Apple’s Growing eBook Problem

Melissa Crossman
22 May, 2012
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With the eBooks industry rapidly evolving, one of its foundational businesses is embroiled in a lawsuit that could further change the future of digital book reading. The United States Justice Department has filed an antitrust lawsuit against Apple Inc. and five of the country’s largest publishers on grounds that the companies conspired to increase the price of eBooks.

According to the lawsuit, several of the CEOs in the allegedly involved companies were meeting regularly at upscale restaurants to discuss the steep discounting of eBooks committed by online retailers like Inc. The publishers, along with Apple, decided to raise the prices of their eBooks from the US$9.99 price point to as much as US$14.99 while also requiring online retailers to honor that price.

In response to the lawsuit, Apple and the publishers noted that if the government strikes down their ability to set price points for their digital products, which include digital textbooks, novels and other publications, it will yield too much power to online retailers like Amazon. As it stands, the lawsuit has already thrown into flux the entire publishing industry, which has yet to stabilise amid the drastic shift from print publications to eBooks.

Ensuring profit in the eBook era

The named publishers in the lawsuit contend that their concern is not maximizing their profits through price gouging, but ensuring profitability through prices that allow the businesses to remain viable.

But three of the five publishers named in the lawsuit have opted to settle with the Justice Department and will allow online retailers to discount their eBooks. A separate lawsuit settlement could result in tens of millions of dollars in restitution being paid to consumers by the publishers.

But the bigger implications for publishers lie beyond the immediate consequences of the lawsuits. With the Justice Department essentially restricting their profit margins and giving greater latitude in setting prices, publishers will have to tighten their belts. The result will likely be reducing overhead through some layoffs, fewer printed copies of books, and less money put toward marketing efforts.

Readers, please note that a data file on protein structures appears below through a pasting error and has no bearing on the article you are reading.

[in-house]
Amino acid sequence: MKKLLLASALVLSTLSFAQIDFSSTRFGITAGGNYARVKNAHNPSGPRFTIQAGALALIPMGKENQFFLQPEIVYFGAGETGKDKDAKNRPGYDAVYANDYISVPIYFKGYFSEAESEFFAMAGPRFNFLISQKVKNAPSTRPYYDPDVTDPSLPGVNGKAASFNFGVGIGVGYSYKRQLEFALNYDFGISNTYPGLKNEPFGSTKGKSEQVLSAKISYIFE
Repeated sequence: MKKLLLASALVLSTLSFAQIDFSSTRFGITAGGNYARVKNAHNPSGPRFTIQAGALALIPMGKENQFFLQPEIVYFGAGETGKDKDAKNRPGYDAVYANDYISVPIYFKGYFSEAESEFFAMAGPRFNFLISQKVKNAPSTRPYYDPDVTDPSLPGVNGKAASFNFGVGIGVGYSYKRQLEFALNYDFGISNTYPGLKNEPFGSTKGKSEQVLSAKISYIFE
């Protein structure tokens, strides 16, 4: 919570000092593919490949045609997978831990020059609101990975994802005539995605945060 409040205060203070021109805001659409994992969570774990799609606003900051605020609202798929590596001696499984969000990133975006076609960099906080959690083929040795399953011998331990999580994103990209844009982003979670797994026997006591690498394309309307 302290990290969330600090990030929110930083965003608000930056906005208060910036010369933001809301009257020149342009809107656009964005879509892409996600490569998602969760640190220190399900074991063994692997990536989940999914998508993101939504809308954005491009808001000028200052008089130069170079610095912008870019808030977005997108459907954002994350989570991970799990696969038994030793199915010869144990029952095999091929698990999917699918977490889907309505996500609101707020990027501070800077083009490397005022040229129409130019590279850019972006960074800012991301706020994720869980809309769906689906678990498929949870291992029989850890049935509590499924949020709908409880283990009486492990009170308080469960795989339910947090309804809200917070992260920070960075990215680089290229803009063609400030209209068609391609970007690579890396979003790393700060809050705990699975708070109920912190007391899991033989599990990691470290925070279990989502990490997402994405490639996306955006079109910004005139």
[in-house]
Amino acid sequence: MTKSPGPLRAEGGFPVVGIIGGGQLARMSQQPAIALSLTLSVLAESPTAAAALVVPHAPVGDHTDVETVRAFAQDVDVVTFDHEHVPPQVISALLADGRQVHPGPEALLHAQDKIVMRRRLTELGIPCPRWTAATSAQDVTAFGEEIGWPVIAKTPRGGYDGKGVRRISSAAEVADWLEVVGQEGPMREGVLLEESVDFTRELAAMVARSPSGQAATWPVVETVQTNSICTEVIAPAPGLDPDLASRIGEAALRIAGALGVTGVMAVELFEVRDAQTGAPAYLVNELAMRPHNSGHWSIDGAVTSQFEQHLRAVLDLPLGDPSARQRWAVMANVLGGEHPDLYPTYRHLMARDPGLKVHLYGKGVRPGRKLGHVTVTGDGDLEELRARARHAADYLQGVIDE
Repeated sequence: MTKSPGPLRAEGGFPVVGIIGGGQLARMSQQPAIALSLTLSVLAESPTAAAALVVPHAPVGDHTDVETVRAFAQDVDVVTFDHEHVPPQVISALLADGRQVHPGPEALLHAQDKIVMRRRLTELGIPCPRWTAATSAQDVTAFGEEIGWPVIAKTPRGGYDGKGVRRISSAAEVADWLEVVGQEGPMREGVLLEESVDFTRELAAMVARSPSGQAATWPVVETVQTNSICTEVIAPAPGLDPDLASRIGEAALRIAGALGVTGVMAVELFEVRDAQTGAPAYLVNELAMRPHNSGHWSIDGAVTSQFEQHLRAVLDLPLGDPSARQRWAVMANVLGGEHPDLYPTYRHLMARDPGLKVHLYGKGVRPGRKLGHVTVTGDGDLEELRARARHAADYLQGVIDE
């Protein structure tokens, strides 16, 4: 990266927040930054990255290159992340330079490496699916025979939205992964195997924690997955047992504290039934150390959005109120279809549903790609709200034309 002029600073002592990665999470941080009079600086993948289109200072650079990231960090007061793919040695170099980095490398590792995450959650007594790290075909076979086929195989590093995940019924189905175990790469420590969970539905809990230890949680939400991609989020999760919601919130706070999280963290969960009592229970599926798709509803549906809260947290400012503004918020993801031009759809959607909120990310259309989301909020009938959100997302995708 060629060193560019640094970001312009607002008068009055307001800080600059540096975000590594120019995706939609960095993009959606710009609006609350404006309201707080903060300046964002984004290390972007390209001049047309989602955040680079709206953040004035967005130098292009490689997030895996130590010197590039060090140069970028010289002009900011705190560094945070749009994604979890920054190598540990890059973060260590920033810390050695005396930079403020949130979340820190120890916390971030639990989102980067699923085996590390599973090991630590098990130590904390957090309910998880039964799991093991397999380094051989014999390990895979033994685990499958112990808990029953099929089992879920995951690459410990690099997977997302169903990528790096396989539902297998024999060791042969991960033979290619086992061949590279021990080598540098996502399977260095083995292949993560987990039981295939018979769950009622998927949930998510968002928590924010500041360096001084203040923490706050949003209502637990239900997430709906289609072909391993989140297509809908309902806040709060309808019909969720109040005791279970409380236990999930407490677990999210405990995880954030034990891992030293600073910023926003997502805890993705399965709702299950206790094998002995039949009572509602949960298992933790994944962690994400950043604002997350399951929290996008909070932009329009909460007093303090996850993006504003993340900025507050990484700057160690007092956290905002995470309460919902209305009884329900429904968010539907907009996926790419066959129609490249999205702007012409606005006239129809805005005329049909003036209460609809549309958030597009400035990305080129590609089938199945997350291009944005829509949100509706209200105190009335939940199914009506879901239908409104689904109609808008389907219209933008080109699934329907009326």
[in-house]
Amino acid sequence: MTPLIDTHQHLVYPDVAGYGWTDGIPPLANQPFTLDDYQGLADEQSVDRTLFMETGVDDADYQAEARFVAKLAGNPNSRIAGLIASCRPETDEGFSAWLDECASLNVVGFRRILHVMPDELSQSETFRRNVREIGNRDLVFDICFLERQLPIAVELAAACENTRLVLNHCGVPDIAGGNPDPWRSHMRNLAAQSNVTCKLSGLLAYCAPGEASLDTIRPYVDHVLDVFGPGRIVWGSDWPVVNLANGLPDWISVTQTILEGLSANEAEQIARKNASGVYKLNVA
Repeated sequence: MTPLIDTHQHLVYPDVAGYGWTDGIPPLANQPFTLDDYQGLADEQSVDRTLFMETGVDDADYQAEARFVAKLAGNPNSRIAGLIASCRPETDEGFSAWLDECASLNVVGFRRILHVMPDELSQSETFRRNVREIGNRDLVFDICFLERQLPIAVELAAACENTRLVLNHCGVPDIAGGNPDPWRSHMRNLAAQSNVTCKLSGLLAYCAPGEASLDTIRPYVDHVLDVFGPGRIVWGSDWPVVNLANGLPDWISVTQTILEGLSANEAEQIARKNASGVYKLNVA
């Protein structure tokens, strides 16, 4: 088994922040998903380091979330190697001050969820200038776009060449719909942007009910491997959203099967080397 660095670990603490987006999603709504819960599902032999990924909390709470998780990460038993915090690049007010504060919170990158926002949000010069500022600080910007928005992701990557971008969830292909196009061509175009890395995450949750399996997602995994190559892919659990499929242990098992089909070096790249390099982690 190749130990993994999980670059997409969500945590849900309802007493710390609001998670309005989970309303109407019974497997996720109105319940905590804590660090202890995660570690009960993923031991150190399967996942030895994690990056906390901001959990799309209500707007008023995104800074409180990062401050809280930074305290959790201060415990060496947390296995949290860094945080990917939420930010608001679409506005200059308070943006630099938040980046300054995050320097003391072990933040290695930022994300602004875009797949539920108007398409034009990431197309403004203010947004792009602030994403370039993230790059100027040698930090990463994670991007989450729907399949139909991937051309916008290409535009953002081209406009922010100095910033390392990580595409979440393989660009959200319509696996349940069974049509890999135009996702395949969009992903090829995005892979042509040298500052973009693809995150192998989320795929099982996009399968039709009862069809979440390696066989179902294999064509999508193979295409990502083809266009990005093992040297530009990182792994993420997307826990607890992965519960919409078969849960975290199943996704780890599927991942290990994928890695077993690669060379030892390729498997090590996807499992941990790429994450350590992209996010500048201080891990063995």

The lawsuit also marginalises Apple’s future in the eBook market while opening the door for Microsoft to steal a share of the market from its biggest competitor.

Changing Players in the eBook Industry

With its deal with publishers scuttled by the government, Apple will have a hard time competing with Amazon while scoring profits for itself and publishers. Apple’s iBookstore may not enjoy the clout it seemed destined for, but Apple will still remain relevant in the eBook industry as its iPad tablets continue to be one of the preferred eBook reading platforms.

Unlike Amazon’s Kindle and Barnes & Noble’s Nook, Apple will sell iPads regardless of what happens to the eBook industry. And, since it can continue to sell eBooks at the same price points offered by Amazon, the only real losers are the publishers themselves.

But with Apple’s vested interest greatly reduced, Microsoft now has an opportunity to cash in, and it has staked its investment in Barnes & Noble and its Nook e-reader. Microsoft has put $300 million into the Nook, giving the platform a huge boost against the deeper-pocketed Kindle and iPad. Microsoft will also be able to incorporate the Nook eBook store into its new Windows 8 operating system, presenting the eBooks to millions of new consumers — a proposition that both Microsoft and Barnes & Noble expect to yield lofty profits in the years to come.



Melissa Crossman is a professional writer living in the Indianapolis area with her two dogs. She writes extensively about education and technology. Melissa writes on behalf of Colorado Technical University.

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